I joined Twitter around the same time I joined Facebook, but I never used it because, well, it didn't seem very useful to me. At the time, I suppose it wasn't. I only truly got interested in it in the last month, when John at This Young House posted this:
If you’ve noticed the “Tweet Nothings” widget on our sidebar, then you probably already know that we’re on Twitter. I’m the primary tweeter between the two of us, using it to share tidbits that aren’t quite full-post-worthy and keeping you updated when we’re on the move (like if we’ve just spotted a new deal while out shopping). We’d love to mutually follow more of you, so check us out here and click “follow” under our picture. No clue what Twitter is? Watch this to get you started.
I thought "Hey, that's not such a bad idea! I'll try that myself." I was intrigued by the concept of microblogging, and unlike Facebook, where I generally post drivel for all my friends to see, I planned to use Twitter in much the same way I use my blog. To pass on information.
But Twitter really exploded for me when I read about something called #queryfail in Media Bistro's Galley Cat blog. During #queryfail, agents and editors twittered their worst queries. As someone who is writing their first novel but who has no experience with the publishing industry, I was completely interested. I headed on over to Twitter and was "introduced" to a group of people who were entertaining, honest, knowledgeable, and best of all, willing to share information.
On any given day, I am treated to a selection of links as diverse as these:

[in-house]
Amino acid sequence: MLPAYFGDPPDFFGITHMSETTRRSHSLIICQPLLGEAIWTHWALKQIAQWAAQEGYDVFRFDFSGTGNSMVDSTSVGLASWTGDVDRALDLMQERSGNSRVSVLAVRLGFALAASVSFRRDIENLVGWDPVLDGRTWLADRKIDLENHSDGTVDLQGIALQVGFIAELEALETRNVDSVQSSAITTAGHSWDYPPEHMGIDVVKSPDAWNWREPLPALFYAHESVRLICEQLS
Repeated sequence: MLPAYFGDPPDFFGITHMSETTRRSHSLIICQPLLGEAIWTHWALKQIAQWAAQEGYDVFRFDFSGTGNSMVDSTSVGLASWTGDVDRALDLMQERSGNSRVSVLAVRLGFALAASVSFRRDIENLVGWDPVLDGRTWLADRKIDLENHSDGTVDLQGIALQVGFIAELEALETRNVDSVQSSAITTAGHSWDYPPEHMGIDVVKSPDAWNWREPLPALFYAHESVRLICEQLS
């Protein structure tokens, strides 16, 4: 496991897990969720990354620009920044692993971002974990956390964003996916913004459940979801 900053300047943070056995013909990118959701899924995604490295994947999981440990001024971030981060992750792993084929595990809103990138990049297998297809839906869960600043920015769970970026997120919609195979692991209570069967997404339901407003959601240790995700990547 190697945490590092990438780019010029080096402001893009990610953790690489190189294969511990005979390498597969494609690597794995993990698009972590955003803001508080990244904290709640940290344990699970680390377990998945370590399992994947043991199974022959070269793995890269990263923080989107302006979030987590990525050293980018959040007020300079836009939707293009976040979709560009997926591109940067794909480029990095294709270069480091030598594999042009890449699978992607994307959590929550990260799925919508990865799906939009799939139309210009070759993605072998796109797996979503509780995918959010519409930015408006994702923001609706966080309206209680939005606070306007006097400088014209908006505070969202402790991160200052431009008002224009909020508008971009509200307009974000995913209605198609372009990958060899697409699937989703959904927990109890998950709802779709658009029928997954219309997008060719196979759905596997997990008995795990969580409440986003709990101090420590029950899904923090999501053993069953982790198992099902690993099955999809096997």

I follow authors, literary agents, editors, book publicists–anyone who I think will post useful information for me to gobble up. Right now, I'm pretty much in listening mode, but as I learn and find things to share, I will be more of an active participant.
To use a Twitter-appropriate analogy, I am like a baby bird with my beak wide open, waiting for its mommy to come back to the nest to feed me. Feed me information!
Of course, I also follow crafty-types and DIYers because, ya know, that's in my blood. Truth be told, however, those folks don't tweet near as often as the literary-types, so most of what I get out of twitter is in that vein.
Here's another good post on why Twitter is useful.
1. Fluff and filler are no longer an option. Nobody has time/interest in reading them. Get to the point.
2. Be real. 140 chars is cut to the bone – you can’t wear a fake character on top and still fit.
3. Pick what’s important. You could use twitter to talk about your day down to the bowel movements, but then you’d have nobody following you. People follow you on twitter because what’s important to you is a match with what’s important to them, so share it!